Howard University

Criminal Justice Clinic

Criminal Justice Clinic (CJC)

Kelli Neptune, Visiting Assistant Professor of Law and Supervising Attorney, CJC

The Criminal Justice Clinic (CJC) is a one-year clinical course for which a student receives twelve (12) credits. Because the course is year-long, a student receives no credit if he/she does not complete the second semester of the course.

The CJC course includes actual client representation and a classroom seminar. The classroom portion of the clinic includes two (2) seminar sessions per week, each of which is hour and fifty minutes in duration. The classroom component includes review of constitutional law, criminal procedure and evidence, as well as case rounds, analysis of ethical, strategic and client representation issues, and litigation skill development. The legal work includes the representation of indigent adult persons charged with criminal misdemeanors in the District of Columbia Superior Court. Students are responsible for all aspects of the representation of the client, under the direct supervision of the CJC faculty, including preparation for presentation of the case at all stages of the proceeding. Such preparation includes, but is not limited to, client and witness interviews, interaction with the Office of the United States Attorney and the Metropolitan Police Department, legal research and the drafting and filing of litigation pleadings. Students also appear in court at pretrial hearings, trials, sentencing proceedings and parole revocation hearings. The CJC continues to expand to other areas of criminal practice and has in various years included representation at administrative hearings, clemency appeals, juvenile justice matters or the representation of defendants in protective order violations in domestic relations cases.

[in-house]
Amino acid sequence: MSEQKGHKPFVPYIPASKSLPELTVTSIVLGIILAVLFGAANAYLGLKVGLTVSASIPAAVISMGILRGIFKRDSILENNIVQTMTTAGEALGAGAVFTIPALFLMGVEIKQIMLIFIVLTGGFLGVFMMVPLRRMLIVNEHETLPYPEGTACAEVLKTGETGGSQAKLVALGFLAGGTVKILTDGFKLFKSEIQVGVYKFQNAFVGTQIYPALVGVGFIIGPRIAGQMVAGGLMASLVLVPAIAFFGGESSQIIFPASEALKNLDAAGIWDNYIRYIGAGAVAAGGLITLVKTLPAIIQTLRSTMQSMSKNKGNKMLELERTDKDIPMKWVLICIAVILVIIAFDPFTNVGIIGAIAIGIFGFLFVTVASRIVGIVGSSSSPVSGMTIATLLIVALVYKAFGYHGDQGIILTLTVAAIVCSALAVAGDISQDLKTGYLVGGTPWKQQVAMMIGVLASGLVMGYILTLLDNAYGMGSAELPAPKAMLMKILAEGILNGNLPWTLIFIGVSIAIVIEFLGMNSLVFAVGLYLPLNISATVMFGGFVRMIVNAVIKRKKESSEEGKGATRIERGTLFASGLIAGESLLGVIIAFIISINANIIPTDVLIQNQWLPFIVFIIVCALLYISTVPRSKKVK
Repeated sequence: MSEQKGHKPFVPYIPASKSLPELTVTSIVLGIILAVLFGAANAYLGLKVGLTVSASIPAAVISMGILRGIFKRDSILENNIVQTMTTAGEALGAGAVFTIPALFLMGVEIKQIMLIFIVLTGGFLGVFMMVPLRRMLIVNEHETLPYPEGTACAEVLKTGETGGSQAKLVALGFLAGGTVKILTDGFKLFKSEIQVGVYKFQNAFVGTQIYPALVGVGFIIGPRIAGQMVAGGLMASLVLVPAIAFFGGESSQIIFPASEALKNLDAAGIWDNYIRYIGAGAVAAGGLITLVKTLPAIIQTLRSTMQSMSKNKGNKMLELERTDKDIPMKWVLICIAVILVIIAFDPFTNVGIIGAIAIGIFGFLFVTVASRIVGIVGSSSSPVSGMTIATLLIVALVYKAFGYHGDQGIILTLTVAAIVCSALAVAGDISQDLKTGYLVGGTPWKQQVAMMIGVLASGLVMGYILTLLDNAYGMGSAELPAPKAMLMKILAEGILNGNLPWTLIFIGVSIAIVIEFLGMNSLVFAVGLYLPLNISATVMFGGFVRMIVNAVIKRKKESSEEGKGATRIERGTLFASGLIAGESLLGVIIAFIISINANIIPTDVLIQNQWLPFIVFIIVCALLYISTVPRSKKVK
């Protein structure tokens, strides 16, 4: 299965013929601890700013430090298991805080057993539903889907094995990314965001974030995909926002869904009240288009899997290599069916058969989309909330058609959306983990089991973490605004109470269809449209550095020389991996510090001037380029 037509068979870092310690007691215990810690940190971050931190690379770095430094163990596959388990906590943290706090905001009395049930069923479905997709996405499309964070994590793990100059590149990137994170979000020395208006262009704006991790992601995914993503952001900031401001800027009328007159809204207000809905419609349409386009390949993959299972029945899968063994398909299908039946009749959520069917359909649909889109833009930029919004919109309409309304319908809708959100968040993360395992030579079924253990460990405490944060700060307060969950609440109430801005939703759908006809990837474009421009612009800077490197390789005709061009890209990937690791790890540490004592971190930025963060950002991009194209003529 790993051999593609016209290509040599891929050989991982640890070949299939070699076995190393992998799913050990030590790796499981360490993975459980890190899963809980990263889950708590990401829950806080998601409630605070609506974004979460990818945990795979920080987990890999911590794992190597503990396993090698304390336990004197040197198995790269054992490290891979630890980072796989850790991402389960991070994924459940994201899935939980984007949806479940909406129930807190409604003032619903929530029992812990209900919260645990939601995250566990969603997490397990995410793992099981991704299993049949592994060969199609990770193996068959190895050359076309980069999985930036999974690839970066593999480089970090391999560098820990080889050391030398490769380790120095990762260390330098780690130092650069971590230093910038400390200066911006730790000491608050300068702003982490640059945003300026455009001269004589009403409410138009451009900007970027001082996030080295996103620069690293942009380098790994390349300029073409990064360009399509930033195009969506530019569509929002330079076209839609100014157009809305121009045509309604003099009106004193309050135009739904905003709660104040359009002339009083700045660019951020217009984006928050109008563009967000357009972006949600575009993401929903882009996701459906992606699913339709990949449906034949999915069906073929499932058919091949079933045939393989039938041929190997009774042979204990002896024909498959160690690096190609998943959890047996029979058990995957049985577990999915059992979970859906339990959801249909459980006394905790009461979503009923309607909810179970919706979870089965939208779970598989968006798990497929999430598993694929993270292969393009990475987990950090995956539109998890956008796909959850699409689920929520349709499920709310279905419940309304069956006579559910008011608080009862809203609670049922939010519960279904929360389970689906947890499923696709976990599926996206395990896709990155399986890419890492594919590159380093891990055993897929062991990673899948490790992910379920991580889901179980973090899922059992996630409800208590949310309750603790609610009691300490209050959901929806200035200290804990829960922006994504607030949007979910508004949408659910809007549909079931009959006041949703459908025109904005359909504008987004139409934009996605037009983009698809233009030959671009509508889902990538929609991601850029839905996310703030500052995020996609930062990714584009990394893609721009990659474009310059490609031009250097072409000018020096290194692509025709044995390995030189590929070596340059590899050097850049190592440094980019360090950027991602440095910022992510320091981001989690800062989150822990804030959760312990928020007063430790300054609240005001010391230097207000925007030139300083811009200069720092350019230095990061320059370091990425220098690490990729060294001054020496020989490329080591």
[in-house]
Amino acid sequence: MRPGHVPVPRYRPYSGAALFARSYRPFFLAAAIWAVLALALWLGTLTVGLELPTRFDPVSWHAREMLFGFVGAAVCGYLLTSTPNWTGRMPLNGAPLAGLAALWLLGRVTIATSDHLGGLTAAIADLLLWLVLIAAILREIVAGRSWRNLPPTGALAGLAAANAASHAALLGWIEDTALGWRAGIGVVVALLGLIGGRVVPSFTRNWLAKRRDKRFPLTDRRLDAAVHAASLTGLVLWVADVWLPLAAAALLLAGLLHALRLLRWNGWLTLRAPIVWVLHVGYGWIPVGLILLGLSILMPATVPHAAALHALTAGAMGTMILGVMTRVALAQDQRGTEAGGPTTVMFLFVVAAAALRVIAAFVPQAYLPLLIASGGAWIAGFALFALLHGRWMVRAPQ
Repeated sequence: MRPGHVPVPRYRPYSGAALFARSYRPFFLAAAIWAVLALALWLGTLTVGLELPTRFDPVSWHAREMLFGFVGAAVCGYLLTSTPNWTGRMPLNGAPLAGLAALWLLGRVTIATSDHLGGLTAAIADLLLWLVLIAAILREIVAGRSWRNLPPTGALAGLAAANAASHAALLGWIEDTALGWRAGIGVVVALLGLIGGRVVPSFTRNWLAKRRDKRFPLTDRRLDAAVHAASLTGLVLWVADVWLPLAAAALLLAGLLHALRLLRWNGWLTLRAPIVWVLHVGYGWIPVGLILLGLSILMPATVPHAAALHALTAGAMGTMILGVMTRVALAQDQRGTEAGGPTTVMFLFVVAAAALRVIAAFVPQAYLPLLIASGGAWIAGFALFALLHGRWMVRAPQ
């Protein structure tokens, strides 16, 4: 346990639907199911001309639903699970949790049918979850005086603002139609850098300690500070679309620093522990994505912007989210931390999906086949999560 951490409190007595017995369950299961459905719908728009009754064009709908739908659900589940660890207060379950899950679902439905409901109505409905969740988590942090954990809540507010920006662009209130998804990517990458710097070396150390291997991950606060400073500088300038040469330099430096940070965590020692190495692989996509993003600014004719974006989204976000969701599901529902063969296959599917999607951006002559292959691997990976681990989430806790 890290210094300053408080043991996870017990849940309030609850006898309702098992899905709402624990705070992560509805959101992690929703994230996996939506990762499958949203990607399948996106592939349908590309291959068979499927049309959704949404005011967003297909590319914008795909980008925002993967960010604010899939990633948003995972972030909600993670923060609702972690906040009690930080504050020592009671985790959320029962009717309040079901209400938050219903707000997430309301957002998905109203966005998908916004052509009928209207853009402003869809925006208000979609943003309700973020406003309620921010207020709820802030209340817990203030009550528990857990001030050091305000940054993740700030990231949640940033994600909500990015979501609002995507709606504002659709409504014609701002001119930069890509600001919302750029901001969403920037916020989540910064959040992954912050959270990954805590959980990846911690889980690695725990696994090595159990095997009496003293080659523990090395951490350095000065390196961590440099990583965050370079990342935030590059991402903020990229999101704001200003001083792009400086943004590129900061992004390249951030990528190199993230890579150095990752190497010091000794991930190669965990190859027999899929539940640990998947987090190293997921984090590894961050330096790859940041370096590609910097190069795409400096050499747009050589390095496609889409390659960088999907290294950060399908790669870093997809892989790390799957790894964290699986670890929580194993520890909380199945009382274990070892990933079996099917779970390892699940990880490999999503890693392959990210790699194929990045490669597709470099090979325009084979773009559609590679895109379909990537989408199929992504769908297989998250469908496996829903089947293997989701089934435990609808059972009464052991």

Eligibility and Prerequisites:

  1. Successful completion of four (4) semesters of law school study;

  2. Successful completion of a course in Evidence, Civil Procedure, and Criminal Procedure (either Criminal Procedure I or Criminal Procedure II) prior to the semester in which the student will be enrolled in the CJC (concurrent enrollment in the CJC and the above-mentioned courses is not permitted);

  3. Eligibility for admission to engage in the limited practice of law in the District of Columbia pursuant to Rule 48 of the Rules of the D.C. Court of Appeals;

  4. Timely completion of an application for enrollment in the CJC and be interviewed and approved for enrollment by the faculty of the CJC, and

  5. Attendance at a mandatory pre-semester orientation program.

updated: October 9, 2015